• A Moscow court on March 4 issued an arrest warrant for Abbas Gallyamov, the self-exiled former speechwriter of Vladimir Putin, on a charge of distributing false information about Russia's military (RFE/RL, 03.04.24)
  • The Memorial human rights group has recognized musician Eduard Sharlot, who was arrested in November 2023 on his return from Armenia, where he publicly protested against Moscow's ongoing invasion of Ukraine, as a political prisoner. (RFE/RL, 03.06.24)
  • A court in Russia's Irkutsk region in Siberia sentenced nine Jehovah's Witnesses to various prison terms on March 5 as a crackdown on the religious group continues. (RFE/RL, 03.05.24)
  • Media watchdog Reporters Without Borders (RSF) has launched a package of Russian-language satellite news channels that it said would provide independent journalism for Russian speakers. The Svoboda (Liberty) Satellite Package contains nine radio and TV channels, with content largely produced by journalists forced to leave Russia after Moscow's invasion of Ukraine. (RFE/RL, 03.06.24)
  • At least a dozen clinics in Russia “secretly” conduct so-called conversion therapy, an abusive practice used to forcibly “cure” LGBTQ+ people, the U.S.-funded broadcaster Current Time reported on March 4. (MT/AFP, 03.04.24)
  • In Russia, the poverty level decreased by 0.5%, according to Rosstat data. Over the year it decreased from 9.8% to 9.3%. 800 thousand people ceased to be “officially poor.” Now 13.5 million out of 146 million Russians can be classified as poor. (Istories, 03.07.24)
  • According to Meduza’s sources, the Putin administration’s political team is well aware that Russia’s upcoming elections hold little interest for voters. To ensure they nonetheless produce the president’s desired voter turnout rate of 70–80 %, Kremlin officials plan to use electronic voting terminals and QR codes to pressure government-dependent voters such as civil servants, state corporation employees, and workers at government-loyal private companies to go to the polls and bring their friends and relatives with them. The Kremlin has also issued strong recommendations for parties participating in the elections to “significantly roll back monitoring measures.” (Meduza, 03.04.24)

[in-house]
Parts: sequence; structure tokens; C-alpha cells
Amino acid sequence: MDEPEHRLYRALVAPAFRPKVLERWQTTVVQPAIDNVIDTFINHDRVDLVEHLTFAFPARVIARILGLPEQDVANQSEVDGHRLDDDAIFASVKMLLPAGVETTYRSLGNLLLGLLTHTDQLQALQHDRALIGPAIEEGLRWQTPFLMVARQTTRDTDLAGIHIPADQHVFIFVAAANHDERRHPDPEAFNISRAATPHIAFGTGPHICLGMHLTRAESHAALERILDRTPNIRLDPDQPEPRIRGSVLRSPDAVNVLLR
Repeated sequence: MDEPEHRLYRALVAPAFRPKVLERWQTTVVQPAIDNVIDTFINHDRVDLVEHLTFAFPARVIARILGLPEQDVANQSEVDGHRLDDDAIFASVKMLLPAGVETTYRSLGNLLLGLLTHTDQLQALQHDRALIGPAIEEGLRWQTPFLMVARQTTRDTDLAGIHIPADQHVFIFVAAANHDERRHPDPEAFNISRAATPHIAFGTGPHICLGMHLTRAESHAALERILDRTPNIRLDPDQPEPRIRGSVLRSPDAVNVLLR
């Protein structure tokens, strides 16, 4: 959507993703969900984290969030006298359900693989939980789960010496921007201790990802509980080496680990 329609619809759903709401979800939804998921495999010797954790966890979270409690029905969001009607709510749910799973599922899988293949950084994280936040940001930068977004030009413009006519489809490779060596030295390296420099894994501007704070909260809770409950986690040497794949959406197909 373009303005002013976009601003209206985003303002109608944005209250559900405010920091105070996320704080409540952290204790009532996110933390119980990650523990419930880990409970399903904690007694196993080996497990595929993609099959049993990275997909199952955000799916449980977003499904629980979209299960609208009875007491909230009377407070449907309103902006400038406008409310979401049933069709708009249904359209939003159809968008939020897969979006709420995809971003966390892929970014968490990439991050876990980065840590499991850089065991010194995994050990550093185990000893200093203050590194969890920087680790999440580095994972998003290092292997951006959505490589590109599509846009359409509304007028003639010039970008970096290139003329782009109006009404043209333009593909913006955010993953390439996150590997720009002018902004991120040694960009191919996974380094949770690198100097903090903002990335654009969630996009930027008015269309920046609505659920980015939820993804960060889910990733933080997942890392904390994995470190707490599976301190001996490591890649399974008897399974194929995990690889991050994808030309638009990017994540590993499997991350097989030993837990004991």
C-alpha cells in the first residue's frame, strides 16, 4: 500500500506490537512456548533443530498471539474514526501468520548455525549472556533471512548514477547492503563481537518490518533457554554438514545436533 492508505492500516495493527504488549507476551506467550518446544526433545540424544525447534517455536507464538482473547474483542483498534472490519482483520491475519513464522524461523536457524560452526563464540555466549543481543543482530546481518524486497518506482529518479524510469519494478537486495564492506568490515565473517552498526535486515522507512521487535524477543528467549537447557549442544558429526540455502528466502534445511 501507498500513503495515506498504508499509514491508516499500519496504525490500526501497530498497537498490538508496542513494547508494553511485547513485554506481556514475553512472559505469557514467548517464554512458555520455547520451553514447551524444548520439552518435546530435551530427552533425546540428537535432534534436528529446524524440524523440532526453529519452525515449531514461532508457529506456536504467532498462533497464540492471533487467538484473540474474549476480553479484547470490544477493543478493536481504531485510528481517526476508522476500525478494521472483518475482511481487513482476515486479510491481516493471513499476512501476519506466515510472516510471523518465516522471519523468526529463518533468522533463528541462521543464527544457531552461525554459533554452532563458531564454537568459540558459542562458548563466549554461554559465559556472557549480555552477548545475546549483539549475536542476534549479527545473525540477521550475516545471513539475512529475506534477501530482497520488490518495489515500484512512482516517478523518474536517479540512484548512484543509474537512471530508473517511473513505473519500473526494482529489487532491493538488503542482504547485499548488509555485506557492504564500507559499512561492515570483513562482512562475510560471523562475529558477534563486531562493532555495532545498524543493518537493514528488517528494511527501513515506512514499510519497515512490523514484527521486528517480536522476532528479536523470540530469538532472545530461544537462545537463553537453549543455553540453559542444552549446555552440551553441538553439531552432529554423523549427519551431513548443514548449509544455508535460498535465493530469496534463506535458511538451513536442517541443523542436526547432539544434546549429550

• The Appeal Board of the Russian Supreme Court on March 4 rejected anti-war presidential hopeful Boris Nadezhdin’s latest appeal of a Central Election Commission (TsIK) decision to bar him from being registered to run in the March 15-17 presidential election. (RFE/RL, 03.04.24)
    • Russia’s Central Election Commission (CEC) announced March 6 that it will set up special polling places for next week’s presidential race along the country’s borders with Poland, Belarus and the three Baltic states. (MT/AFP, 03.07.24)

Defense and aerospace:

  •  See section Military aspects of the Ukraine conflict and their impacts above.

Security, law-enforcement and justice:

  • A military court in the Siberian city of Chita on March 6 sentenced a resident of the Zabaikalye region to 11 years in prison for throwing a Molotov cocktail at a military recruitment center. The court concluded that Sergei Lovchikov will serve the first two years of his term in a cell-like penitentiary (RFE/RL, 03.06.24)
  • Moscow’s Preobrazhensky district court on March 4 sentenced former Federation Council member Rauf Arashukov's cousin Ruslan Arashukov to 16 1/2 years in prison on charges of embezzlement and participation in a criminal group. The court also sentenced Beslan Arashukov, Arashukov's second cousin, to 16 years in prison on the same charges. (RFE/RL, 03.04.24)


III. Russia’s relations with other countries

Russia’s external policy and relations with “far abroad” countries: